posted on Carepages June 11, 2011
“The man was on his knees, trying to retrieve each of his ugly words that were now scattered on the floor. But, of course, it was too late.” ~Dr. SunWolf
Well I guess I spoke too soon. Lords knows its not the first time. Given my predisposition for it, I pray its not the last.
It was a beautiful morning, so it looked form the 5th floor of Target House. Christopher was sleeping sideways next to me in the “big bed.” The smell of coffee from the kitchen told me that Martha was starting to stir.
It was just the three of us, as the rest of the gang had spent the night at the Lackie residence. Brennan’s week, which started out in a blaze of celebration and hopeful plans ended up all over the board. But this morning it looked like we were getting things back on track.
Between the hustle of early morning appointments at the clinic, special surprise events at the St. Jude classic golf tourney on wednesday (where we all awoke at the crack of dawn in order for Brennan to serve as the honorary caddie for his hero and friend, Padraig Harrington), and an opportunity for our family to tell our story to Tim Tebow and Urban Meyer on Thursday morning (who were in town for the golf tournament), I had missed my usual morning meditations.
But the week was not all fun and games. Thursday afternoon, with me and Tara up to our necks in cardboard boxes, doing our best to simultaneously purge and pack the last ten months of our lives, Brennan started feeling pretty lousy. It started as nausea, then moved to the dry heaves, and finally to steady diarrhea. Our presumption was that the culprit had to be a switch to a more substantial g-tube formula; however, with Brennan eating chips, ice cream sandwiches and even part of a hot dog just the day before, we could not be certain. Consequently, Friday he went through the battery of stool samples and blood cultures just to be safe. And as the day wore on, he started feeling better. Still a little green in the gills, but by bedtime,he was much improved.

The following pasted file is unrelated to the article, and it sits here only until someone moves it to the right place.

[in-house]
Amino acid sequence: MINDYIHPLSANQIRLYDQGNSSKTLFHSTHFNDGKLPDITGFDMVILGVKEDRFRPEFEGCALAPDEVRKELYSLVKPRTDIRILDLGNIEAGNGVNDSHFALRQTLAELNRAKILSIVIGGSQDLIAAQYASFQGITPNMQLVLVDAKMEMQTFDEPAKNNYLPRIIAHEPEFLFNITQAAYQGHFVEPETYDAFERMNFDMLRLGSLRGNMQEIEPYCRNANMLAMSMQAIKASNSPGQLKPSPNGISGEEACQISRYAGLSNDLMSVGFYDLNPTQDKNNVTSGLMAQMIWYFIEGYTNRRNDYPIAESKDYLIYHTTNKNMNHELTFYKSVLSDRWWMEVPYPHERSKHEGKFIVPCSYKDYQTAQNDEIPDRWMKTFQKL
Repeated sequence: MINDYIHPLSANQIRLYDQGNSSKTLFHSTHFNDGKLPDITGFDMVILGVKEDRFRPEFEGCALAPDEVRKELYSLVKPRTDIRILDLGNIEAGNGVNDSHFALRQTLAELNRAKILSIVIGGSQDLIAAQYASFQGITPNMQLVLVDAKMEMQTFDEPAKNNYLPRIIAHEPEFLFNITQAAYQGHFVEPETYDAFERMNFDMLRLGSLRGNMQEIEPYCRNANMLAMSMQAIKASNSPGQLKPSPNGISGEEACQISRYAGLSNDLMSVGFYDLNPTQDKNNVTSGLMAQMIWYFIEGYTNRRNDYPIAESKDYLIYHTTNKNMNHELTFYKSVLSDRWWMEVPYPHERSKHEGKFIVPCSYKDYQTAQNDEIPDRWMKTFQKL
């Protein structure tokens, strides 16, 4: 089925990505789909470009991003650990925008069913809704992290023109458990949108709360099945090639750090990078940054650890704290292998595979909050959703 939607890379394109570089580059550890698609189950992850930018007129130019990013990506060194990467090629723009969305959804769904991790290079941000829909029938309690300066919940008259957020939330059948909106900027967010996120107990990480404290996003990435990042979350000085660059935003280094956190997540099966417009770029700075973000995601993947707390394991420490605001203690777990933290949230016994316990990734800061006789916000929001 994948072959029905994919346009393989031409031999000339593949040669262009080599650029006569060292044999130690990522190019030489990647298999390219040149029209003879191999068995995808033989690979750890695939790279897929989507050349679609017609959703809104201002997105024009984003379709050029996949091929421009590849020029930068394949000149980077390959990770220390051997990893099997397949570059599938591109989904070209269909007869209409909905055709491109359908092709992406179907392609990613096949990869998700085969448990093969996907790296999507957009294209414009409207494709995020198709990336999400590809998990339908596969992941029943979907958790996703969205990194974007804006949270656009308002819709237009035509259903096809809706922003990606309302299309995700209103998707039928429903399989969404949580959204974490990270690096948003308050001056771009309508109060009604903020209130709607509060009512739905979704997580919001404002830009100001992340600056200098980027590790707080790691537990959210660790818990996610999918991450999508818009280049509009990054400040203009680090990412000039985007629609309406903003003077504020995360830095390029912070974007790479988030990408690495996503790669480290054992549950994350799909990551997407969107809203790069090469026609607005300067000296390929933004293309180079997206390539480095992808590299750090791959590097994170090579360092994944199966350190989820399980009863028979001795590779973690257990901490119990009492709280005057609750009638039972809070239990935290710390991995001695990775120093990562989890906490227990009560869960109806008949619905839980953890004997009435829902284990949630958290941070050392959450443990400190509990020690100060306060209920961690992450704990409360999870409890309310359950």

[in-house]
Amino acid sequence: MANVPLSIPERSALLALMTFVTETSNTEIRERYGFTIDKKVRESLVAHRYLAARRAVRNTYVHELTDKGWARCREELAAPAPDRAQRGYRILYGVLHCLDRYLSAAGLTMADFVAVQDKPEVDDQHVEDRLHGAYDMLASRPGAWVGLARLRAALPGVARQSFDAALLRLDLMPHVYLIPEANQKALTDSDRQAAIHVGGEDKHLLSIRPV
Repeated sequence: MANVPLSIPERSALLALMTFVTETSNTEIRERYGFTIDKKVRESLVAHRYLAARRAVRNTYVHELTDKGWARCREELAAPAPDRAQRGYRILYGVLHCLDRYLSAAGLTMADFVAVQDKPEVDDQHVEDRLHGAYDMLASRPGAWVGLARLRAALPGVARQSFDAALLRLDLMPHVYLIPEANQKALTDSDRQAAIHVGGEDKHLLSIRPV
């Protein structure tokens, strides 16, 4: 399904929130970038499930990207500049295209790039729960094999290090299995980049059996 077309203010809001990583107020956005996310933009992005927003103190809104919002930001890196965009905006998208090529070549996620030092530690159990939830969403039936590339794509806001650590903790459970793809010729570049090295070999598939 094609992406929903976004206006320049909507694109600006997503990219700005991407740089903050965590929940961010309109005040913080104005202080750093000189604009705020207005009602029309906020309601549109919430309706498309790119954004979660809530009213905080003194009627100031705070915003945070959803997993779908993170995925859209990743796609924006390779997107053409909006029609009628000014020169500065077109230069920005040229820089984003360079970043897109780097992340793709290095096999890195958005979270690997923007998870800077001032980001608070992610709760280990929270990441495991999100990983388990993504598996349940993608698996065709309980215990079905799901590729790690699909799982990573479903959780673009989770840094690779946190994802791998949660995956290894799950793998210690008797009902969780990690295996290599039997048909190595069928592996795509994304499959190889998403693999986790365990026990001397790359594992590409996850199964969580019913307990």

So on this clear beautiful morning I was thrilled to sit in my chair by the window, say thanks for the day and catch up on my little devotional readings. Looking across the way at the little steeple next door, the cross was almost totally blocked from view by the full, lush trees of summer. Through the leaves I could see a mourning dove sitting directly on top looking at me through the window. Whether the exact same bird or not, I’ve noticed a dove on this hallowed perch off and on throughout the past year. It is always a dove, never anything else.
My devotional was about forfeiting our guarded thoughts, recognizing our weaknesses as a reminder that we are not in control, that peace will only be found through trust in God’s love.
Looking up, the dove was gone.
But I felt energized, and ready for the day. A call to Tara told me that Brennan was feeling pretty good. Our plans for the night had been to gather with a few close friends for an impromptu farewell celebration; so after the call, I was happily working my way through Nat’s chest of drawers to pick out some appropriate aloha-wear when the cell phone rang.
“Is this Mr. Simkins?” the voice said in a rather serious monotone. I could tell my the 495 prefix that the call was coming from St. Jude. “”This be him” I said doing my best to sound unworried.
“Brennan’s blood cultures have come back “gram positive,” he said (gram “positive, meaning that infectious bacteria has been identified in his blood stream). We do not know at this point the exact classification of the bacteria,” he continued, “but given Brennan’s history with VRE and the relatively recent issues associated with his gallbladder infection, he needs to be admitted.”
Oomph. Talk about an about-face. Within an few minutes, Martha, Tara and I had juggled the Brothers around and were driving Brennan to the medicine room for more cultures and to learn more about what the findings were telling us regarding treatment, etc. Obviously, with an infection of the blood stream, it had to be taken seriously.